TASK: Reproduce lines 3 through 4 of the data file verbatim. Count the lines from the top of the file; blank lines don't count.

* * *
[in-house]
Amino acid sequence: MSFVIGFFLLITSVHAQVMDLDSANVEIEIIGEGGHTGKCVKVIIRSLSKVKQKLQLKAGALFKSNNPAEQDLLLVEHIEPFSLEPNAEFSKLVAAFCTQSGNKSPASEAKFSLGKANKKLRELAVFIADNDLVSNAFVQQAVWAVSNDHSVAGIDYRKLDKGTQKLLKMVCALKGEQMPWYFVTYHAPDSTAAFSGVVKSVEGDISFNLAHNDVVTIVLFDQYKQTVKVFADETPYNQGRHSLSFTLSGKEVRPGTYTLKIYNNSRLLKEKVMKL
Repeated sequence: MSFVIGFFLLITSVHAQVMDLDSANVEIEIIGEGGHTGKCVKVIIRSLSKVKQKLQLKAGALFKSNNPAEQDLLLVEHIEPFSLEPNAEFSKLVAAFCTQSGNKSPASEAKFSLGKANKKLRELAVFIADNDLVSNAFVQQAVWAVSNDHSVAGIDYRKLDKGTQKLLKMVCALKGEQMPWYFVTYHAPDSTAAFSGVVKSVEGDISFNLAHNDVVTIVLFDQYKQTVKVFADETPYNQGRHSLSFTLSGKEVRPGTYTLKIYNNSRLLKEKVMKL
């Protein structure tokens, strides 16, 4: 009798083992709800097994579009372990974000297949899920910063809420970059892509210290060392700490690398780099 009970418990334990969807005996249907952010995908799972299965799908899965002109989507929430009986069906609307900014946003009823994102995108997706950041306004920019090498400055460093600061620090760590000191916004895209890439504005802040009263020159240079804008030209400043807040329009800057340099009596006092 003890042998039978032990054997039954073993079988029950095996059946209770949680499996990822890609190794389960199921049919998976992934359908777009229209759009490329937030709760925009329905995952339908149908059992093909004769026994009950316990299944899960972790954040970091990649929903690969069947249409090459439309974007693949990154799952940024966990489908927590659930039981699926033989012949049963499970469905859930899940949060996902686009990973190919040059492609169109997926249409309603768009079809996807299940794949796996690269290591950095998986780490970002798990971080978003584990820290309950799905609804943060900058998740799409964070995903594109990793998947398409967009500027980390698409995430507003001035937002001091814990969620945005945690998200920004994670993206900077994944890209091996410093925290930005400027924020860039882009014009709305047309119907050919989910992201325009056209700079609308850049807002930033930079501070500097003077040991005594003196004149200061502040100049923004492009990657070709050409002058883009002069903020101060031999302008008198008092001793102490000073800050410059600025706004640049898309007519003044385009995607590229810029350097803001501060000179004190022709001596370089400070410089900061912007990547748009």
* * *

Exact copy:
Repeated sequence: MSFVIGFFLLITSVHAQVMDLDSANVEIEIIGEGGHTGKCVKVIIRSLSKVKQKLQLKAGALFKSNNPAEQDLLLVEHIEPFSLEPNAEFSKLVAAFCTQSGNKSPASEAKFSLGKANKKLRELAVFIADNDLVSNAFVQQAVWAVSNDHSVAGIDYRKLDKGTQKLLKMVCALKGEQMPWYFVTYHAPDSTAAFSGVVKSVEGDISFNLAHNDVVTIVLFDQYKQTVKVFADETPYNQGRHSLSFTLSGKEVRPGTYTLKIYNNSRLLKEKVMKL
């Protein structure tokens, strides 16, 4: 009798083992709800097994579009372990974000297949899920910063809420970059892509210290060392700490690398780099 009970418990334990969807005996249907952010995908799972299965799908899965002109989507929430009986069906609307900014946003009823994102995108997706950041306004920019090498400055460093600061620090760590000191916004895209890439504005802040009263020159240079804008030209400043807040329009800057340099009596006092 003890042998039978032990054997039954073993079988029950095996059946209770949680499996990822890609190794389960199921049919998976992934359908777009229209759009490329937030709760925009329905995952339908149908059992093909004769026994009950316990299944899960972790954040970091990649929903690969069947249409090459439309974007693949990154799952940024966990489908927590659930039981699926033989012949049963499970469905859930899940949060996902686009990973190919040059492609169109997926249409309603768009079809996807299940794949796996690269290591950095998986780490970002798990971080978003584990820290309950799905609804943060900058998740799409964070995903594109990793998947398409967009500027980390698409995430507003001035937002001091814990969620945005945690998200920004994670993206900077994944890209091996410093925290930005400027924020860039882009014009709305047309119907050919989910992201325009056209700079609308850049807002930033930079501070500097003077040991005594003196004149200061502040100049923004492009990657070709050409002058883009002069903020101060031999302008008198008092001793102490000073800050410059600025706004640049898309007519003044385009995607590229810029350097803001501060000179004190022709001596370089400070410089900061912007990547748009």